“Imagine this: You’re just getting home from a long day at work. But instead of flipping a light switch or blasting the air conditioning, you reach for your iPhone and say, ‘Hey Siri, I’m home,'” Lisa Eadicicco reports for TIME Magazine. “Suddenly, the lights turn on, the window shades begin to rise, and the temperature cools.”
MacDailyNews Take: Why would you need to say anything? Your iPhone already knows it’s home. Just arrive and whatever you’ve set up happens. It just works.
“This is how Apple wants us to live in the not-too-distant future,” Eadicicco reports. “The Cupertino, Calif. company took its first significant step in this direction in 2014 with the introduction of HomeKit, which lets users control Internet-connected appliances with their iPhones. But HomeKit has a significant drawback: It lacks a central hub for users with lots of different kinds of that equipment.”
“That will change when Apple releases iOS 10 this fall. Included in the new iPhone software will be an app called Home, which will function as a control center for smart home gear from lightbulbs to thermostats,” Eadicicco reports. “It’s a big step for Apple, and for smart home technology in general…”
Read more in the full article here.
MacDailyNews Take: Thanks to Apple, the smarthome is about to become reality for the masses.
How Apple’s HomeKit could revolutionize energy – August 17, 2016
Where’s Apple’s Home app for Apple TV? – July 6, 2016
Apple’s new iOS 10 Home app takes HomeKit to the next level: Easy control, extra convenience – June 25, 2016
Along with Apple TV, your iPad can be an Apple Home hub, too – June 16, 2016
The Home app is the program Apple should have shipped with HomeKit – October 9, 2015
I’m already there with my Hue bulbs in all rooms, Honeywell thermostat and Liftmaster garage door. I’ll probably need a new thermostat but I’ve REALLY been waiting for a single app to control everything. I hope the home app will integrate and not just be a central folder for all the other disparate apps that control all the crap. We will see if apple can make the other apps obsolete. The beauty is giving the Siri commands through the watch. That’s cool. On a separate note, Apple should do something so that when I say Hey Siri, goodnight, she at least says goodnight back rather than trying to do a web search.
Get the ecobee3. As I was stating in another thread, it’s 100% HomeKit compatible, meaning that you can says “Siri I’m home” with Home in iOS 10. The separate ecobee branded app is really good, but it’s also controllable through Siri commands and scenes.
Let me be clear, you can control the temperature of your house through Home. Home sees the ecobee3 (or Honeywell Lyric or whatever) and it shows up as a “Home” item. The item says 74º in my case. Then a long/force press on the item makes it expand to the full screen, and then it’s like an up and down slider which allows you to change the temperature. This is all through Home, or on the command center screen of iOS 10.
What I don’t think you were ever see in “Home” is stuff like scheduling, or the ability to change “comfort settings” (Away / Home / Sleep temps). You’ll pretty much always have to go to the app of the 3rd party vendor for things like that.
HomeKit allows a way for the 3rd party company to create an interface, and hook it up to siri, but that doesn’t mean that specialized interface will show in “Home.” Hope you can picture that? Home has things like dimmable sliders for lights, and temperature sliders for thermostats and water heaters, but Apple isn’t probably going to have the interface you need to control specific things like the extra sensors on the ecobee3.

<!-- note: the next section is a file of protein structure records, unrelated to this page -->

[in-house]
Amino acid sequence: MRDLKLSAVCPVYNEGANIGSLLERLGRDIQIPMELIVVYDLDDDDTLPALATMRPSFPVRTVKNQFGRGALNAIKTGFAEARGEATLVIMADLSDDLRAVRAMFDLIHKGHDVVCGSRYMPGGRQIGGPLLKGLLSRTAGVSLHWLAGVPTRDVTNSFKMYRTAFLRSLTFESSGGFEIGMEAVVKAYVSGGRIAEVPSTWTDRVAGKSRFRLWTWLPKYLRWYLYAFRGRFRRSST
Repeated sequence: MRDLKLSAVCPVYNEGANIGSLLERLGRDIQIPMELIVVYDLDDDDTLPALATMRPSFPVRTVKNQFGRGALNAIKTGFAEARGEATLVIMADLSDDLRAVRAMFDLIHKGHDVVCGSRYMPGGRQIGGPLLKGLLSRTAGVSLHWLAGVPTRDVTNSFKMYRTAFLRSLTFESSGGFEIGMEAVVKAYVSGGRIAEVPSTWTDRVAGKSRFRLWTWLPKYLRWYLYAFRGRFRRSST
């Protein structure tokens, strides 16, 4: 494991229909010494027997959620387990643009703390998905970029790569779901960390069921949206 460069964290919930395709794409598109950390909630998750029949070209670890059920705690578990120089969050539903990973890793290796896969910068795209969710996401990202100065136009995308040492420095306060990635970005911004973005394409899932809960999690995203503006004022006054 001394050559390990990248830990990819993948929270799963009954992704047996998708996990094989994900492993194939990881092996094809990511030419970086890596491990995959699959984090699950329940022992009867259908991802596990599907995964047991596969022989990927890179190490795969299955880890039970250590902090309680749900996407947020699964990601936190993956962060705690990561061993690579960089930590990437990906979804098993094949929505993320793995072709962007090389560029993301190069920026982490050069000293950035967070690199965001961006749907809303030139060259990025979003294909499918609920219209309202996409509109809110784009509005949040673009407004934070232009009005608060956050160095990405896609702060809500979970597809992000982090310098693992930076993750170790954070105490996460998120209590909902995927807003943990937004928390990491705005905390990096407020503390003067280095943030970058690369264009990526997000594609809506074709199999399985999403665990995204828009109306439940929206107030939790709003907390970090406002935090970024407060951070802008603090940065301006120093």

However, Home already does have it’s own scheduling. and you can get 90% of the way there with that. I just think realistically, you’ll always have the vendor app on your phone for fine tuning as well.
I am in the planning stages for a home that will be a vacation home now and my primary residence in retirement. I want the thing to be a connected home with lights out management as it is 2,412 miles by road (Memphis metro area to Vancouver metro area) from my home. At that distance the ability to keep an eye on things is a very big deal.
Home automation has been around for some time but is just now entering the broad consumer market and is coming down in price even as it gains capabilities. HomeKit already has available apps that can monitor for leaks, control the HVAC, lighting, monitor air quality, watch with Face Detection cameras, control locks, monitor the weather outside, turn on and off various electrical devices, etc.
Add geofencing, mobile internet with Homekit and you have a powerful potential for a connected home.
I’d like to know if Apple is planning a new series of Airport routers that will incorporate added elements for Home; like microphones and speakers. I need to upgrade my wireless networking. If Apple’s home automation is going to be enhanced through the use of specialized networking components they might have in the works it would be nice to know.
While I love tech stuff, I’ve avoided automating my home for fear of hackers learning when I am home and not home. I simply do not trust the security on the computer/home connection devices now on the market.
However, I do trust Apple to get security right. So as soon as HomeKit gets really geared up on the iPhone, i’m there.
Well, if knowing when you are home or not is the concern, I’d think that parking a car across your street is much easier than hacking into HomeKit. I think you might be more afraid than you should be on that one.
I agree that internet accounts are never 100% secure, but there’s nothing too mission critical in my home automation that hackers would threaten. Even if they unlock my front door (which Schlage says is highly unlikely), you have to think that physical access to your home has always been possible… I mean I have windows that can be broken, how about you?